A Brief History of African Sorghum Beers
How this simple brew was used by the state, but claimed by the people.
Sorghum beers have had a very long and, at least of late, fairly complicated history in some nations of the vast African continent. From playing a part in village economics to racist restrictions and state control, traditional opaque beer has been used for hundreds of years through a wide variety of African cultures to celebrate special occasions and to relax after a hard day of work, regardless of local political and social upheaval.
This pinkish-brown, cloudy beer is made from fermented sorghum grass, a native plant that grows throughout Africa and that lends itself to the fermentation process particularly well. Specific cultivars of the plant have long been chosen based on the quality of the malt that they produce. Sorghum grass itself is rich in protein, which results in a foamy head for the final beer product, a slightly sour, slightly fruity, but much loved drink with a variety of regional tweaks that are very distinctive. From the sour taste of pombe in East Africa to the milder flavor of burukuto in Nigeria, unique local versions of sorghum beer can be found all over the continent.
The drink is relatively easy to brew and recipes for it have been passed down for generations through families in towns and villages across Africa. Independent brews are commonly sold from homes and along the side of the road, particularly in more remote areas where commercial brands aren’t as readily available. In fact, some estimates put the production of home brews in some parts of the continent at close to the same amount as that of commercial sorghum beer producers. Although they are illicit, Zimbabwean beverages like Zed and Blue Diamond are some of the best-selling brew in the country. Scud, as local sorghum beer is called there, makes up a substantial part of some local economies.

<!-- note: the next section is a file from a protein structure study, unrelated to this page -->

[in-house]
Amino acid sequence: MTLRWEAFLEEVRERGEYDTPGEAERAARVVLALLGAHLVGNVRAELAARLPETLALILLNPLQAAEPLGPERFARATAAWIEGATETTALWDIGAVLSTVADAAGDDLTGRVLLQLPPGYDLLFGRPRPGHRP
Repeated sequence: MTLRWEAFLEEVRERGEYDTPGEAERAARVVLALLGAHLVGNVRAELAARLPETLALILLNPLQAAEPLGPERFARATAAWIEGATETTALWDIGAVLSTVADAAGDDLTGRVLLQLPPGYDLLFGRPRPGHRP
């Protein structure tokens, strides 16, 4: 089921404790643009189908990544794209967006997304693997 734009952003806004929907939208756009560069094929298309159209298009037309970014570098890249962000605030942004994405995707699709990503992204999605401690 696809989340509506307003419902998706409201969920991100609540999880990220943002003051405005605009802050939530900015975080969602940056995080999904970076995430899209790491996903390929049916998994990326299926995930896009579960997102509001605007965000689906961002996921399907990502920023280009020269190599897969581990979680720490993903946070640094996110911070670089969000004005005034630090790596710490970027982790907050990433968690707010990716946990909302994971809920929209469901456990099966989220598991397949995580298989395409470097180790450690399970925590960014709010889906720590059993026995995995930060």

One thing that’s generally consistent among different brews of sorghum beer is the relatively low alcohol content – normally falling somewhere between only about 1% and 8% – and that factor has played a part in its availability to black Africans in recent years. For many years during South Africa’s apartheid regime, black citizens faced a prohibition on almost all alcohol, as a means of control by the white government. But umqombothi, the version of sorghum beer that had been produced by local Bantu tribes for centuries, was excluded from the ban due to its exceptionally low alcohol content. At only about 3% alcohol at its most potent, umqombothi was seen as the only alcoholic beverage that black people could drink without losing control.
The state also used production of umqombothi in order to fund the segregationist policies of white lawmakers who sought to create “native locations” outside of the main cities and towns where white people were living. Because the government was the sole maker of commercially made umqombothi, they could use the proceeds made from selling it in these black communities to pay for keeping the races separate.
The fact is, sorghum beer has roots in African culture stretching back for hundreds of years. Regardless of whether you are drinking bil-bil in Cameroon or chibuku in Zambia, the sorghum beer that you’re consuming is part of the rich tradition of the local people and their customs.